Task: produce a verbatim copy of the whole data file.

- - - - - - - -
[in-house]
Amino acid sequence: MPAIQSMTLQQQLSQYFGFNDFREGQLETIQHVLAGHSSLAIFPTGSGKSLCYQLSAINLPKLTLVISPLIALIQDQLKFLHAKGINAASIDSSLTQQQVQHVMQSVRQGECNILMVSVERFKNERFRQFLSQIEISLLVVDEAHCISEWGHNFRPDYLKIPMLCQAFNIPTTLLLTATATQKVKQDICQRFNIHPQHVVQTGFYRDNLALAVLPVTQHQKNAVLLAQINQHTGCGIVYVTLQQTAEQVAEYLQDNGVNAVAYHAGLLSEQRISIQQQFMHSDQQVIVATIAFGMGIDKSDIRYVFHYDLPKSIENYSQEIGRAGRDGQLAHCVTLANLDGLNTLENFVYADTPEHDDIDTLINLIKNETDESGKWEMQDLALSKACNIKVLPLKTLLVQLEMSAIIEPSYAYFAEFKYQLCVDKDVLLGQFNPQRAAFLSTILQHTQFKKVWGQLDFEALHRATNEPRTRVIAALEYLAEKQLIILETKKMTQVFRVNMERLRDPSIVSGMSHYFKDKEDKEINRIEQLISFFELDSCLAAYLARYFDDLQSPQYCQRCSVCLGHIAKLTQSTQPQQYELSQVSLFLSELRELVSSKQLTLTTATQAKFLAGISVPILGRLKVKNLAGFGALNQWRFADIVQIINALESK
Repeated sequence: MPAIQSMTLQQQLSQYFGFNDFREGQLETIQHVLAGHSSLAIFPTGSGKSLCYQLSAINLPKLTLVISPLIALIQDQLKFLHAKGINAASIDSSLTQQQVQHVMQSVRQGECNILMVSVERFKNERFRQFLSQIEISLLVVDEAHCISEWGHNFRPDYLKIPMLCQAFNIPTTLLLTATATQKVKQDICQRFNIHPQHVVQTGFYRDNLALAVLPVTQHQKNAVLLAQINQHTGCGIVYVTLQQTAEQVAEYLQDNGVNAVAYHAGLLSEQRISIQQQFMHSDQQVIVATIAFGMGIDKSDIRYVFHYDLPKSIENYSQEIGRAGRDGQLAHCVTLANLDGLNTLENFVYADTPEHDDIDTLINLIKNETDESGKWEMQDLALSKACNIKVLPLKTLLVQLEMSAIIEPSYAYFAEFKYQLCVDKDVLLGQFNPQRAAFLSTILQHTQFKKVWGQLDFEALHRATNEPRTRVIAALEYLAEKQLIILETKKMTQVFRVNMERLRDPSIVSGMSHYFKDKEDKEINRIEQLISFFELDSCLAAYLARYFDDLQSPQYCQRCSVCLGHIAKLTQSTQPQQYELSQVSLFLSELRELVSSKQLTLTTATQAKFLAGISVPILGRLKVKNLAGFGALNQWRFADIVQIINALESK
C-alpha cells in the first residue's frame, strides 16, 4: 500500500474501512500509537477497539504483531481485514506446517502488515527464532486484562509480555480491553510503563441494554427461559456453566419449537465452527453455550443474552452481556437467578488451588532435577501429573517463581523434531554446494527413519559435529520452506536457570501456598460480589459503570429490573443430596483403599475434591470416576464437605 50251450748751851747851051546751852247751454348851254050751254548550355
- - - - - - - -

[in-house]
Amino acid sequence: MPAIQSMTLQQQLSQYFGFNDFREGQLETIQHVLAGHSSLAIFPTGSGKSLCYQLSAINLPKLTLVISPLIALIQDQLKFLHAKGINAASIDSSLTQQQVQHVMQSVRQGECNILMVSVERFKNERFRQFLSQIEISLLVVDEAHCISEWGHNFRPDYLKIPMLCQAFNIPTTLLLTATATQKVKQDICQRFNIHPQHVVQTGFYRDNLALAVLPVTQHQKNAVLLAQINQHTGCGIVYVTLQQTAEQVAEYLQDNGVNAVAYHAGLLSEQRISIQQQFMHSDQQVIVATIAFGMGIDKSDIRYVFHYDLPKSIENYSQEIGRAGRDGQLAHCVTLANLDGLNTLENFVYADTPEHDDIDTLINLIKNETDESGKWEMQDLALSKACNIKVLPLKTLLVQLEMSAIIEPSYAYFAEFKYQLCVDKDVLLGQFNPQRAAFLSTILQHTQFKKVWGQLDFEALHRATNEPRTRVIAALEYLAEKQLIILETKKMTQVFRVNMERLRDPSIVSGMSHYFKDKEDKEINRIEQLISFFELDSCLAAYLARYFDDLQSPQYCQRCSVCLGHIAKLTQSTQPQQYELSQVSLFLSELRELVSSKQLTLTTATQAKFLAGISVPILGRLKVKNLAGFGALNQWRFADIVQIINALESK
Repeated sequence: MPAIQSMTLQQQLSQYFGFNDFREGQLETIQHVLAGHSSLAIFPTGSGKSLCYQLSAINLPKLTLVISPLIALIQDQLKFLHAKGINAASIDSSLTQQQVQHVMQSVRQGECNILMVSVERFKNERFRQFLSQIEISLLVVDEAHCISEWGHNFRPDYLKIPMLCQAFNIPTTLLLTATATQKVKQDICQRFNIHPQHVVQTGFYRDNLALAVLPVTQHQKNAVLLAQINQHTGCGIVYVTLQQTAEQVAEYLQDNGVNAVAYHAGLLSEQRISIQQQFMHSDQQVIVATIAFGMGIDKSDIRYVFHYDLPKSIENYSQEIGRAGRDGQLAHCVTLANLDGLNTLENFVYADTPEHDDIDTLINLIKNETDESGKWEMQDLALSKACNIKVLPLKTLLVQLEMSAIIEPSYAYFAEFKYQLCVDKDVLLGQFNPQRAAFLSTILQHTQFKKVWGQLDFEALHRATNEPRTRVIAALEYLAEKQLIILETKKMTQVFRVNMERLRDPSIVSGMSHYFKDKEDKEINRIEQLISFFELDSCLAAYLARYFDDLQSPQYCQRCSVCLGHIAKLTQSTQPQQYELSQVSLFLSELRELVSSKQLTLTTATQAKFLAGISVPILGRLKVKNLAGFGALNQWRFADIVQIINALESK
C-alpha cells in the first residue's frame, strides 16, 4: 500500500474501512500509537477497539504483531481485514506446517502488515527464532486484562509480555480491553510503563441494554427461559456453566419449537465452527453455550443474552452481556437467578488451588532435577501429573517463581523434531554446494527413519559435529520452506536457570501456598460480589459503570429490573443430596483403599475434591470416576464437605 50251450748751851747851051546751852247751454348851254050751254548550355